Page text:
BALTIMORE: A mixture of things. The connection to the school of psychology, to my mother. I was involved in the Gestalt School, which was centered at Swarthmore and the New School-- this school in exile, from Germany. She introduced me to faculty there, and I knew them. I had also, at that summer program, met a number of people who were going to Swarthmore, one of whom I later shared the Nobel Prize with, Howard Temin.
INTERVIEWER: You were fated to cross paths.
BALTIMORE: We seem to have been fated.
INTERVIEWER: You started out majoring in biology and then you switched to chemistry. Can you tell me a little bit about why that happened?
BALTIMORE: I switched to chemistry for logistical reasons. First of all, I had a chemistry minor anyway, and enjoyed chemistry. The chemistry department at Swarthmore had some younger faculty and faculty who really understood the desire to do research, whereas the biological faculty was-- somebody recently said Swarthmore at that time had a great 19th century biology department-- much more observational and interested in embryological problems and developmental problems, but not in molecular biology or biochemistry. That's what I cared about, so I found my soul mates in chemistry, and they said, why don't you switch in the chemistry, and then you can do an experimental thesis. It's all about doing experiments, and I did an experimental thesis at the University of Pennsylvania, actually, from the connection which they set up for me.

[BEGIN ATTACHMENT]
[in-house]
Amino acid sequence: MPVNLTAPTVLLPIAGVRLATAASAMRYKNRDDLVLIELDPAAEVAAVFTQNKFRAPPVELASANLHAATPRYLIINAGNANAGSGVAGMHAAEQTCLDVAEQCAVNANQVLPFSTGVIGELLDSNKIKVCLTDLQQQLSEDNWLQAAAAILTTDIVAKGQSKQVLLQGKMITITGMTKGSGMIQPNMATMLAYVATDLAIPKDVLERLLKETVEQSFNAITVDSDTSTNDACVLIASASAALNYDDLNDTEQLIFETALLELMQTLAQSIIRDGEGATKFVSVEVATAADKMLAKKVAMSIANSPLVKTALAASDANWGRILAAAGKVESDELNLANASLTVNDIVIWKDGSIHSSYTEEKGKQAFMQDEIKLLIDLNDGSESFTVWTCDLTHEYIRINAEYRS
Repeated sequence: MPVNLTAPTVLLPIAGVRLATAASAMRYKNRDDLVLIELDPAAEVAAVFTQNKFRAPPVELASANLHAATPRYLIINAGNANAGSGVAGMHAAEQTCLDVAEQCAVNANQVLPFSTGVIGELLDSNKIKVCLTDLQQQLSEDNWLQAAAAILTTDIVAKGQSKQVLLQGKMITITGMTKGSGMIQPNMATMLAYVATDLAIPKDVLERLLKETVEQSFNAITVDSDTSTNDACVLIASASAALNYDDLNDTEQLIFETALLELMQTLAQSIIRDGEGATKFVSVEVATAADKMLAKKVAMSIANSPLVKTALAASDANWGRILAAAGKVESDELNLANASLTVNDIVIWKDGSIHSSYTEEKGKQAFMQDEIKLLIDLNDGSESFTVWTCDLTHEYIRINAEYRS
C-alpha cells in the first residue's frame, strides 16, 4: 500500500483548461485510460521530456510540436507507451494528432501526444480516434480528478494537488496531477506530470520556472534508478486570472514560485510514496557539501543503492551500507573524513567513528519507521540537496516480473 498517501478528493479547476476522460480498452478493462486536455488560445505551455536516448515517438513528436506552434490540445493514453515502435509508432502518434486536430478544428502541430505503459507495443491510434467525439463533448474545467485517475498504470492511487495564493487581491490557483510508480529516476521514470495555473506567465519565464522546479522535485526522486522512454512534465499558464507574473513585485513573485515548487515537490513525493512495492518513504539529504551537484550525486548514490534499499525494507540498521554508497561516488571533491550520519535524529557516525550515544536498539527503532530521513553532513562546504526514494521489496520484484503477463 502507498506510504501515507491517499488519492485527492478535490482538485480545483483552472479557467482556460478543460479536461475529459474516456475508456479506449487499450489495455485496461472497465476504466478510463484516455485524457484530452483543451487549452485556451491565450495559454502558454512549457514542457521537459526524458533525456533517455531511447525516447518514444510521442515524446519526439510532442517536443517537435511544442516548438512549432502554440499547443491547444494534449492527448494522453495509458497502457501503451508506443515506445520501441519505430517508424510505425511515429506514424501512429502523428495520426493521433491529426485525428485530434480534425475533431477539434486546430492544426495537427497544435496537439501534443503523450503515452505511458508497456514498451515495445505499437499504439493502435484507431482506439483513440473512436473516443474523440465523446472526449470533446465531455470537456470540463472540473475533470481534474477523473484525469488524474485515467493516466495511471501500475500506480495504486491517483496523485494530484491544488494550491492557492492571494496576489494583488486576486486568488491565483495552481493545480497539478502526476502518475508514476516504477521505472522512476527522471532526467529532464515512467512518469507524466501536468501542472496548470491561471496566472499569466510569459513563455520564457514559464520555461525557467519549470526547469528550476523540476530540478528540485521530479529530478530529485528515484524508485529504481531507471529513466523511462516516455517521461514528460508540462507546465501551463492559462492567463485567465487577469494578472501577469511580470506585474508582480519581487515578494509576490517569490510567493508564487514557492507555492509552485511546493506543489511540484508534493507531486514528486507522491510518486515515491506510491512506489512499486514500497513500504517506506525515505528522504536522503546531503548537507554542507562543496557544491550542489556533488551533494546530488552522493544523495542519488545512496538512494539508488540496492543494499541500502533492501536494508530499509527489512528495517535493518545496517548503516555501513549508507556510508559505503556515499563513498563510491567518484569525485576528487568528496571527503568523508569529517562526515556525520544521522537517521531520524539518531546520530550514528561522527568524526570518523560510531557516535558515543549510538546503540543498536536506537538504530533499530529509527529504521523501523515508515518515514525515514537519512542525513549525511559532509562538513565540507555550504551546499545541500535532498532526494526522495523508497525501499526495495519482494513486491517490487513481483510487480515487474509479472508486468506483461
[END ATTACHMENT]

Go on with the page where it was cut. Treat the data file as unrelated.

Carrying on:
INTERVIEWER: What was the nature of that?
BALTIMORE: I was studying the equilibrium of ATP hydrolysis to either AMP or to ADP. The issue was, what was the energy differential between those two reactions?
INTERVIEWER: OK. Not surprisingly, that doesn't mean a lot to me, but --.
BALTIMORE: You asked.
INTERVIEWER: Yes, I did. Did you have, in college, influential mentors?
BALTIMORE: Well, the professor of chemistry, Gilbert Haight was a wonderful mentor, and Pete Thompson, a younger professor of chemistry was, but aside from that, not really.
INTERVIEWER: OK. George Streisinger at all?
BALTIMORE: Well, he wasn't at Swarthmore.
INTERVIEWER: Oh, he was later.
BALTIMORE: He was at Cold Spring Harbor. Between my junior and senior years of college, I went to Cold Spring Harbor, and that played another central role in my life, partly because of George, whom I worked with that summer, and just from the exposure to the greatest biologists living, who all came to Cold Spring Harbor in the summer.
INTERVIEWER: Tell me a little bit more about what you did there.